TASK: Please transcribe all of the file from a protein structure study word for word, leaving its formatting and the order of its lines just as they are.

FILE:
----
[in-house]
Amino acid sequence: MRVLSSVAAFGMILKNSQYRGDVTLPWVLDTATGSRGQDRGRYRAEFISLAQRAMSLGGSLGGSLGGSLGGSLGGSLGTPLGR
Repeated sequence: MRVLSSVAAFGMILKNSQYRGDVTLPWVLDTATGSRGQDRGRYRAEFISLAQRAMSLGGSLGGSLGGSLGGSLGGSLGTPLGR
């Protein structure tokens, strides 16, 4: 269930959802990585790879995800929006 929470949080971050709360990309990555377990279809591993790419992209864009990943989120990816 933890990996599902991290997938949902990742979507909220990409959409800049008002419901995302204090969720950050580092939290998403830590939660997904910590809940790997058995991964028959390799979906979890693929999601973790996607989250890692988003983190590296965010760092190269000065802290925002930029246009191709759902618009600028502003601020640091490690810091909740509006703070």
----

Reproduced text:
[in-house]
Amino acid sequence: MRVLSSVAAFGMILKNSQYRGDVTLPWVLDTATGSRGQDRGRYRAEFISLAQRAMSLGGSLGGSLGGSLGGSLGGSLGTPLGR
Repeated sequence: MRVLSSVAAFGMILKNSQYRGDVTLPWVLDTATGSRGQDRGRYRAEFISLAQRAMSLGGSLGGSLGGSLGGSLGGSLGTPLGR
């Protein structure tokens, strides 16, 4: 269930959802990585790879995800929006 929470949080971050709360990309990555377990279809591993790419992209864009990943989120990816 933890990996599902991290997938949902990742979507909220990409959409800049008002419901995302204090969720950050580092939290998403830590939660997904910590809940790997058995991964028959390799979906979890693929999601973790996607989250890692988003983190590296965010760092190269000065802290925002930029246009191709759902618009600028502003601020640091490690810091909740509006703070």